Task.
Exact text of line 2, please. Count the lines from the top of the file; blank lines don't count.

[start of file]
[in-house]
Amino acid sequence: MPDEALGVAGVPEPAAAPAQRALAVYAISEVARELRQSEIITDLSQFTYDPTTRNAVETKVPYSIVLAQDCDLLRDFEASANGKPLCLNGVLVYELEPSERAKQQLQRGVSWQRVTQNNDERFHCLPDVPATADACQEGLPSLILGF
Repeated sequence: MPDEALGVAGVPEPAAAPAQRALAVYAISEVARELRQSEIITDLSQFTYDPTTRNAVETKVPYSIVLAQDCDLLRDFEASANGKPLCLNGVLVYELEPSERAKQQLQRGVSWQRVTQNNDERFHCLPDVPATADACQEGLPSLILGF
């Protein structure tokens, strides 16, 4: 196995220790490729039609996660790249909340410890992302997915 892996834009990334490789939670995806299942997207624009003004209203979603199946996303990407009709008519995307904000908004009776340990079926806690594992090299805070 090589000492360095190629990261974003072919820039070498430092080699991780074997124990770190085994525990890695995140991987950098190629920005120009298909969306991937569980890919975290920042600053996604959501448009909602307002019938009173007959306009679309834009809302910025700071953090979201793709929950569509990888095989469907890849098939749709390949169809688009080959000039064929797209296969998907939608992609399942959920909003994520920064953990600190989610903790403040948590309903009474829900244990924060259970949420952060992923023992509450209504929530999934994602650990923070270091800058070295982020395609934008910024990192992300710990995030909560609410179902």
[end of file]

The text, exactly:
Amino acid sequence: MPDEALGVAGVPEPAAAPAQRALAVYAISEVARELRQSEIITDLSQFTYDPTTRNAVETKVPYSIVLAQDCDLLRDFEASANGKPLCLNGVLVYELEPSERAKQQLQRGVSWQRVTQNNDERFHCLPDVPATADACQEGLPSLILGF